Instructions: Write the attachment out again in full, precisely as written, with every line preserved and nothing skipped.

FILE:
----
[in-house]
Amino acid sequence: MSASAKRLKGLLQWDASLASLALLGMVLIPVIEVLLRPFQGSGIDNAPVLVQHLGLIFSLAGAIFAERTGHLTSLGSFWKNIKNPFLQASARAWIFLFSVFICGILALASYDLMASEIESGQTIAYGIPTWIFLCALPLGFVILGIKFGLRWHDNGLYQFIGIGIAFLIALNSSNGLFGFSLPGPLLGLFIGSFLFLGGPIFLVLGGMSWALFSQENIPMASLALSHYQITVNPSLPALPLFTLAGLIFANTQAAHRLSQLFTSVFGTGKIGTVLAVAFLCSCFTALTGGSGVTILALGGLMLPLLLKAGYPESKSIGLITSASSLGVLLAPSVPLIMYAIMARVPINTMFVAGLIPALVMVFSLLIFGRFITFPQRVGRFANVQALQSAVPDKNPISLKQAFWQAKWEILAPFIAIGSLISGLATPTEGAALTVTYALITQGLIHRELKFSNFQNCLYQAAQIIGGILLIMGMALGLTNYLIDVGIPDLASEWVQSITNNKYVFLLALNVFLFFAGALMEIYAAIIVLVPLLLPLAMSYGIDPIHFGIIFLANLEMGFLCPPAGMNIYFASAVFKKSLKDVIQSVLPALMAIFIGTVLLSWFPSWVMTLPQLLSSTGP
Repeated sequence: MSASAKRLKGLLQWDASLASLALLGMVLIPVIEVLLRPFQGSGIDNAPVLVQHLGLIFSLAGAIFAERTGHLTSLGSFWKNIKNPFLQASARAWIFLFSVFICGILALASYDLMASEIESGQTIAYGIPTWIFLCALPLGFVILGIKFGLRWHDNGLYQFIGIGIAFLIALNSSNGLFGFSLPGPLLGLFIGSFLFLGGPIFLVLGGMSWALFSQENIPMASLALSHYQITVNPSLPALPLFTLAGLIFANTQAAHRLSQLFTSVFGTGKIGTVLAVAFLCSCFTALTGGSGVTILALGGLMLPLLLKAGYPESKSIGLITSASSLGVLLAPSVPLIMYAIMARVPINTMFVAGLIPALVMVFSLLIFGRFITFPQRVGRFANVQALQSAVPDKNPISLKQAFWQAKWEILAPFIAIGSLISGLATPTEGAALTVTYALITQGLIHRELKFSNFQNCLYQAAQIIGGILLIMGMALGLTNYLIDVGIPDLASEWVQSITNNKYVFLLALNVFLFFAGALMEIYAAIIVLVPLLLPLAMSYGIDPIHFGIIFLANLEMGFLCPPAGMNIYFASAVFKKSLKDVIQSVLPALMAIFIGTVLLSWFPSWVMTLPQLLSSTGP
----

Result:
[in-house]
Amino acid sequence: MSASAKRLKGLLQWDASLASLALLGMVLIPVIEVLLRPFQGSGIDNAPVLVQHLGLIFSLAGAIFAERTGHLTSLGSFWKNIKNPFLQASARAWIFLFSVFICGILALASYDLMASEIESGQTIAYGIPTWIFLCALPLGFVILGIKFGLRWHDNGLYQFIGIGIAFLIALNSSNGLFGFSLPGPLLGLFIGSFLFLGGPIFLVLGGMSWALFSQENIPMASLALSHYQITVNPSLPALPLFTLAGLIFANTQAAHRLSQLFTSVFGTGKIGTVLAVAFLCSCFTALTGGSGVTILALGGLMLPLLLKAGYPESKSIGLITSASSLGVLLAPSVPLIMYAIMARVPINTMFVAGLIPALVMVFSLLIFGRFITFPQRVGRFANVQALQSAVPDKNPISLKQAFWQAKWEILAPFIAIGSLISGLATPTEGAALTVTYALITQGLIHRELKFSNFQNCLYQAAQIIGGILLIMGMALGLTNYLIDVGIPDLASEWVQSITNNKYVFLLALNVFLFFAGALMEIYAAIIVLVPLLLPLAMSYGIDPIHFGIIFLANLEMGFLCPPAGMNIYFASAVFKKSLKDVIQSVLPALMAIFIGTVLLSWFPSWVMTLPQLLSSTGP
Repeated sequence: MSASAKRLKGLLQWDASLASLALLGMVLIPVIEVLLRPFQGSGIDNAPVLVQHLGLIFSLAGAIFAERTGHLTSLGSFWKNIKNPFLQASARAWIFLFSVFICGILALASYDLMASEIESGQTIAYGIPTWIFLCALPLGFVILGIKFGLRWHDNGLYQFIGIGIAFLIALNSSNGLFGFSLPGPLLGLFIGSFLFLGGPIFLVLGGMSWALFSQENIPMASLALSHYQITVNPSLPALPLFTLAGLIFANTQAAHRLSQLFTSVFGTGKIGTVLAVAFLCSCFTALTGGSGVTILALGGLMLPLLLKAGYPESKSIGLITSASSLGVLLAPSVPLIMYAIMARVPINTMFVAGLIPALVMVFSLLIFGRFITFPQRVGRFANVQALQSAVPDKNPISLKQAFWQAKWEILAPFIAIGSLISGLATPTEGAALTVTYALITQGLIHRELKFSNFQNCLYQAAQIIGGILLIMGMALGLTNYLIDVGIPDLASEWVQSITNNKYVFLLALNVFLFFAGALMEIYAAIIVLVPLLLPLAMSYGIDPIHFGIIFLANLEMGFLCPPAGMNIYFASAVFKKSLKDVIQSVLPALMAIFIGTVLLSWFPSWVMTLPQLLSSTGP